After nurse assaulted by patient, Lifespan launches campaign to keep staff safe

Hospital system asks community to pledge to support zero tolerance for abuse of health care workers.

By: - October 19, 2023 6:02 pm

Left to right are Lisa Tomasso, senior vice president for the Hospital Association of Rhode Island; Rhode Island Hospital Chief Nursing Officer Cynthia Danner; Chief Medical Officer Dean Roye; and Providence Providence Police Lt. Carlos Sical. They assembled at Hasbro Children’s Hospital Thursday morning, Oct. 19, 2023, to announce a new campaign to raise awareness and prevent violence directed at health care workers. (Christopher Shea/Rhode Island Current)

PROVIDENCE — Hospitals across the state are asking the public to pledge to help keep health care workers safe following an incident at Rhode Island Hospital last month.

The union representing nurses at the hospital, meanwhile, wants to see further changes.

The initiative, called #ScottStrong, was announced at a press conference Thursday morning inside the entrance of Hasbro Children’s Hospital and featured Lifespan executives and representatives from the Providence Police Department and the Hospital Association of Rhode Island (HARI).

“We need your help to protect those who have dedicated their lives to caring for us and our family members,” said Lisa Tomasso, senior vice president for HARI. “Violence against health care workers should be a zero event.”

The #ScottStrong web page has a form to fill out pledging to help create a safe and respectful health care environment for healthcare workers, patients and visitors.

Signing it indicates support for a “zero tolerance policy” for abusive or violent behaviors, threats, possession of firearms inside the hospital, and taking photos/videos of staff and patients without permission.

All of the state’s 15 hospitals plan to promote the pledge, Tomasso said. 

Violence against health care workers should be a zero event.

– Lisa Tomasso, senior vice president for thr Hospital Association of Rhode Island

The campaign is named after nurse Scott Amaral, a nurse who was assaulted by a patient Sept. 8 inside the Jane Brown building — Rhode Island Hospital’s psychiatric department.

A Providence Police report said the incident arose after 37-year old George Bower was told he was not allowed to use the hospital’s telephone. Amaral tried to “address his concerns about his phone privileges,” only for Bower to grab the nurse by his shirt and push him against the wall which left him with serious injuries.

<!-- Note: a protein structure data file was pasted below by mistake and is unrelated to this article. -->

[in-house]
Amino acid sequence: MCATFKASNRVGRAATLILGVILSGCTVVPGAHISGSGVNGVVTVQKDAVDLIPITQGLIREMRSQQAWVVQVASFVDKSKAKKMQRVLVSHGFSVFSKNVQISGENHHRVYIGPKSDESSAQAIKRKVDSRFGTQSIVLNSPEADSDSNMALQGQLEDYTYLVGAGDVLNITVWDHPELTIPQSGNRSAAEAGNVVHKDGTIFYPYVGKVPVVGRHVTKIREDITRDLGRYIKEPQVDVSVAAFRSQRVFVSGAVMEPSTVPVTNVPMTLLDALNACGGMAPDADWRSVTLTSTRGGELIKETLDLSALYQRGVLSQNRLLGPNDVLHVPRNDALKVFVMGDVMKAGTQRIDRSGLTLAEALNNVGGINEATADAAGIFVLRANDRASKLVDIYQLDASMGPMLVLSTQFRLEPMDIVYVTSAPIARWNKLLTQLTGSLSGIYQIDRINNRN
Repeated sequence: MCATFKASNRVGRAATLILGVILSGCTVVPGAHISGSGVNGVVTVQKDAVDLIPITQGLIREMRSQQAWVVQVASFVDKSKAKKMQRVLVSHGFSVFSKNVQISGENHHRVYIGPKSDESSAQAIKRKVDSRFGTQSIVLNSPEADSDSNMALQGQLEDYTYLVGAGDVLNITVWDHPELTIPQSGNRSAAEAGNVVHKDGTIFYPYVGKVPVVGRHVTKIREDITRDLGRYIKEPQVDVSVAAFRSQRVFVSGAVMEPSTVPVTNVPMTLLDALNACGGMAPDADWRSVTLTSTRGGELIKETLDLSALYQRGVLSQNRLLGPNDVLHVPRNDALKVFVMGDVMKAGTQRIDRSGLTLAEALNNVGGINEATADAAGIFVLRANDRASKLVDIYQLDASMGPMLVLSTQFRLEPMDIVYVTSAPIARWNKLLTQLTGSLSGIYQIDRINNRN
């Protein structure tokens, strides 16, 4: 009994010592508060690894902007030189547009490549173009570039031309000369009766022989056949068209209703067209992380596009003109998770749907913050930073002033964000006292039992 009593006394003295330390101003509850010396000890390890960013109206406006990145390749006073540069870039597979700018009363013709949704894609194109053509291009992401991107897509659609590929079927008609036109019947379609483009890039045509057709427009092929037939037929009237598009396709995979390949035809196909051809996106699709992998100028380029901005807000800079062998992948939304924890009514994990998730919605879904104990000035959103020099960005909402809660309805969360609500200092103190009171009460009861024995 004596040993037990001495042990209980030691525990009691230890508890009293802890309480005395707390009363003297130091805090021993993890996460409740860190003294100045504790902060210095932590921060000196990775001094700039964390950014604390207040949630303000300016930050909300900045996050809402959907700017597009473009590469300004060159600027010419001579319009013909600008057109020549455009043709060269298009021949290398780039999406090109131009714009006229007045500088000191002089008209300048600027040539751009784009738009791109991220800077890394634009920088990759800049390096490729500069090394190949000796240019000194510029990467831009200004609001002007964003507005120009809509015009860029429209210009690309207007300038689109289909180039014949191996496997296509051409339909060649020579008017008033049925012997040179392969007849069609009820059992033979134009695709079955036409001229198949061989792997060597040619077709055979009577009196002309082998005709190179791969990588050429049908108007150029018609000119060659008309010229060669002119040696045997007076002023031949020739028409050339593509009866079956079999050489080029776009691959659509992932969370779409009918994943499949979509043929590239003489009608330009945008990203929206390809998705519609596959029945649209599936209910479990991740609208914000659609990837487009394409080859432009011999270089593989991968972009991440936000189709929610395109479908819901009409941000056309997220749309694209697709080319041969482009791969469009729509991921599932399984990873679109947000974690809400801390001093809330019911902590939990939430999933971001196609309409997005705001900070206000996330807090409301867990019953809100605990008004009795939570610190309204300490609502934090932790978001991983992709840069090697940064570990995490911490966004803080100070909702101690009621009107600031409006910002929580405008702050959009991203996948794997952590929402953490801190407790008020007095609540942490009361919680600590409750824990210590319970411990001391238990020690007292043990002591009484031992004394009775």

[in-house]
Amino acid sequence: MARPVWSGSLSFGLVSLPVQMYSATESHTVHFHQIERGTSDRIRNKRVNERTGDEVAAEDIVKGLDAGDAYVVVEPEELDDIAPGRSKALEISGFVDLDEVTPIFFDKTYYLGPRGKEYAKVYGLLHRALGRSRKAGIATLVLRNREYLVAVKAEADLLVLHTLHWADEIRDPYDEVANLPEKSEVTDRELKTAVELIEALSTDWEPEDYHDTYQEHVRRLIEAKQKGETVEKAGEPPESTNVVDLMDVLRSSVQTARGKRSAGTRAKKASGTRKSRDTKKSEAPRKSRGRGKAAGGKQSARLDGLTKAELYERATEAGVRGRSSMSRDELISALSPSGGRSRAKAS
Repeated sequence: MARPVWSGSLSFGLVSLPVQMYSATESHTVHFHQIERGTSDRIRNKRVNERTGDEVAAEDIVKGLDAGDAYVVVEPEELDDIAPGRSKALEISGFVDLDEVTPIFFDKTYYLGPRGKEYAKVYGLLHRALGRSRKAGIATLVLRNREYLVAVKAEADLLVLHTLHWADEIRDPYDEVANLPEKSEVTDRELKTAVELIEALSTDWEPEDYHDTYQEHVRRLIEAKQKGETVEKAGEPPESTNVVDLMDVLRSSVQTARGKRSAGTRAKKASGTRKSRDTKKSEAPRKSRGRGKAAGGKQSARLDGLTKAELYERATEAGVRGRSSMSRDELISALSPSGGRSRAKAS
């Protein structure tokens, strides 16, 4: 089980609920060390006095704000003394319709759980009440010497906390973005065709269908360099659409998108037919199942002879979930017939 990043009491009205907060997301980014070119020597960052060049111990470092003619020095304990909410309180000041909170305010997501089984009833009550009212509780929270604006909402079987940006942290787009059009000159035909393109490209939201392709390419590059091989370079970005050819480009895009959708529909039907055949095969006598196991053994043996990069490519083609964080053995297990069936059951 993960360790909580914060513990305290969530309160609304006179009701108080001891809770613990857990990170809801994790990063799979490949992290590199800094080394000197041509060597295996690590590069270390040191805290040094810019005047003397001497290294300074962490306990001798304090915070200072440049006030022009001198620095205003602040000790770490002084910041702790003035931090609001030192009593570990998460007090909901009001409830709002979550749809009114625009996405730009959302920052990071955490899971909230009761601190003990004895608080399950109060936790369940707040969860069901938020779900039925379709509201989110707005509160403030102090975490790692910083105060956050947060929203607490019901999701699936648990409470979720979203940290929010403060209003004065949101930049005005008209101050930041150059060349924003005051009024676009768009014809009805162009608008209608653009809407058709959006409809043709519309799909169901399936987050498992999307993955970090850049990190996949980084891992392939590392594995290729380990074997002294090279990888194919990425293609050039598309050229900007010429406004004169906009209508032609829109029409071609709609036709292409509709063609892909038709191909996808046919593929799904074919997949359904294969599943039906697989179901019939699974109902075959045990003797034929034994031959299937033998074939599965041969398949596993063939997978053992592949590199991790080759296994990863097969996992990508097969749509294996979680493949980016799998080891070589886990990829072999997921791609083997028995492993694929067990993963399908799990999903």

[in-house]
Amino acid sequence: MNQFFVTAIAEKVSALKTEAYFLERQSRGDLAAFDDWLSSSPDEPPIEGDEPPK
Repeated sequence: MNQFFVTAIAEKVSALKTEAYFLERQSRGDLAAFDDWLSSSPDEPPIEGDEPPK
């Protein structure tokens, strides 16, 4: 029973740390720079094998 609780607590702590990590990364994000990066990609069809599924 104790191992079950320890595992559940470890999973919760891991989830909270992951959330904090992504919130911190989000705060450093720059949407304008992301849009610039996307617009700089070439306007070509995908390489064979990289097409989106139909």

Police said surveillance video also showed Bower knock Amaral to the ground.

“This was extremely shocking to everybody,” Chief Medical Officer Dean Roye said. 

Roye said Amaral recovered enough to be discharged recently from the hospital. Lifespan spokesperson Kelly Brennan could not comment on when Amaral is expected to return to work.

Bower is scheduled to appear in Providence District Court on Friday. Under Rhode Island Law, assaulting a health care or emergency worker is a felony that carries a prison sentence of up to three years and a fine of $1,500.

Though the incident occurred in the hospital’s psychiatric hospital, Chief Nursing Officer Cynthia Danner said incidents against health care workers are not attributed solely to people dealing with mental health issues.

“It’s more likely for an individual struggling with a mental health disorder to be a victim of a violent act than it is for them to perpetrate one,” she said.

Lifespan staff watch the press conference at Hasbro Children’s Hospital in Providence on Thursday, Oct. 19, 2023. (Christopher Shea/Rhode Island Current)

Workplace violence in health care settings was already on the rise across the country before the pandemic began, according to the Bureau of Labor Statistics. The prevalence remained high after the arrival of COVID-19. In a National Nurses United survey in 2022, 40% of hospital nurses said they’d seen an increase in violent incidents. Researchers estimate that up to two-thirds of incidents go unreported.

Providence Police Lt. Carlos Sical said in the last year, officers in Rhode Island’s capital city responded to 50 calls regarding assault and battery against health care workers — though none were as severe as the incident in which Amaral was injured.

“The violence is usually kicking, punching, biting, or bodily fluids,” Sical said in an interview after the press conference.

Frank Sims, a registered nurse and president of Rhode Island Hospital United Nurses & Allied Professionals Local 5098, said in a statement that his union wants to see changes to policies and legislation in order to ensure safety. 

“Nurses and health professionals sacrifice a lot to provide quality care for patients, and we expect Lifespan — and all hospital employers — to do everything in their power to ensure we are protected when we come to work,” Sims said.

Roye said officials at Lifespan are reviewing internal policies and procedures regarding security, though he did not elaborate what enhancements could be on the way.

“We are looking across the spectrum,” he said.

Still, Roye said having the public play their role is a critical step in reducing violence.

“What stops us from assaulting another person is the civilization that we live in — standards that we have,” he said.


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Christopher Shea
Christopher Shea

Christopher Shea covers politics, the criminal justice system and transportation for the Rhode Island Current.